Valentine’s Day Scammers Give Love a Bad Name
Feb 12, 2013 | 875 views | 0 0 comments | 3 3 recommendations | email to a friend | print

Valentine’s Day Scammers Give Love a Bad Name

 

Scammers take advantage of every major event or holiday to launch their malicious campaigns, and Valentine’s Day is no exception.Every year,Valentine’s Day brings an onslaught of romance scams. While meant to be a day for expressing affection, some people use Valentine’s Day as an opportunity to reveal their deceit. BBB advises consumers to be aware of the red flags.

 

“Valentine’s Day is an ideal time for scam artists to come out of the wood work”, said Mechele Agbayani Mills, President and CEO of BBB Serving Central East Texas. “A typical tactic of scam artists is to entice their victims by playing with their emotions.”

 

BBB cautions consumers about Valentine’s Day smooth operators who may try to trick you with the following:

  • You receive unsolicited emails with greatly discounted prices on romantic dinners, chocolate offers, diamond rings or flowers. Or, you receive an email which links to a supposed online greeting card or Valentine's Day website. If you get an email from someone you don't know on Valentines Day or any other time of year, do not click on the link or download any attachments. It could be nothing more than an attempt to download malware onto your PC.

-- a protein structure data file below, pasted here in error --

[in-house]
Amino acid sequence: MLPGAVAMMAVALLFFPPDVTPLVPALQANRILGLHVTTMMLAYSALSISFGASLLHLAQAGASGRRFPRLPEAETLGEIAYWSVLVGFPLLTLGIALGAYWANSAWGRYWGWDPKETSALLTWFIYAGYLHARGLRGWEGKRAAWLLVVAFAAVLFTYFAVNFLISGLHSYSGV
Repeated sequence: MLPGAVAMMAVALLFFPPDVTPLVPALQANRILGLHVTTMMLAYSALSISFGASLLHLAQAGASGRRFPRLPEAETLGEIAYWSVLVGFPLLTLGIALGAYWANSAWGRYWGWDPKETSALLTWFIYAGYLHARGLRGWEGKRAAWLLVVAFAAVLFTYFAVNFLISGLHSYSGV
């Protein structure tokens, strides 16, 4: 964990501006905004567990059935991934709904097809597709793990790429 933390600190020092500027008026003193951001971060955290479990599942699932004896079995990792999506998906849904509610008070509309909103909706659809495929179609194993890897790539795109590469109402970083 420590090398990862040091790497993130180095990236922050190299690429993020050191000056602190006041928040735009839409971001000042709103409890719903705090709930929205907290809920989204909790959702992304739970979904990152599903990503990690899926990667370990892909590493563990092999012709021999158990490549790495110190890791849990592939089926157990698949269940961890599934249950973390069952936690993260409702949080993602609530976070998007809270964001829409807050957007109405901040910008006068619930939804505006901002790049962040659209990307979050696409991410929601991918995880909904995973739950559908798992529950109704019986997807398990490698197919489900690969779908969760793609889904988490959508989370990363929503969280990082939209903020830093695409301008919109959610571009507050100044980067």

• You receive invitations to connect on social media websites or dating websites. Remember, its not a good idea to friend everyone who sends you an invitation. Do not reply to any message from someone you dont know. Remember, that when it comes to communicating with someone via the internet, what you see is not always what you get. You dont really know whos on the other end. Report scam profiles and other suspicious activity to www.bbb.org and www.ic3.gov.
  • You receive instant messages inviting you to become involved in a romantic online chat.BBB has received many calls from individuals who wired money to someone with whom they thought was in a love relationship with them. Scammers use feigned devotion to swindle thousands, and sometimes tens of thousands of dollars from their prey. Victims are typically asked to cash a check, keep a portion to pay for expenses, then wire the remainder to the scam artist who, in this case, is the love scam operator.
  • You receive an email warning that the gift or flowers you ordered can't be delivered because of a problem with your credit card. You are then directed to a site which asks that you re-enter payment information. Responding to this type of email could leave you with an empty bank account.
  • Proceed with caution if you meet someone through an online dating service. Scam artists often create fake profiles to lure vulnerable people into revealing their personal information. Be wary of "free" dating sites. These sites may have less monitoring and protection for subscribers. 

Remember the golden rule: if it sounds too good to be true, it usually is. BBB reminds consumers to do their homework before providing anyone with personally identifiable information, particularly account or pin information.

For more tips on how to be a savvy consumer, go to www.bbb.org. To report a fraud or scam, call the BBB Hotline: (903) 581-8373. 



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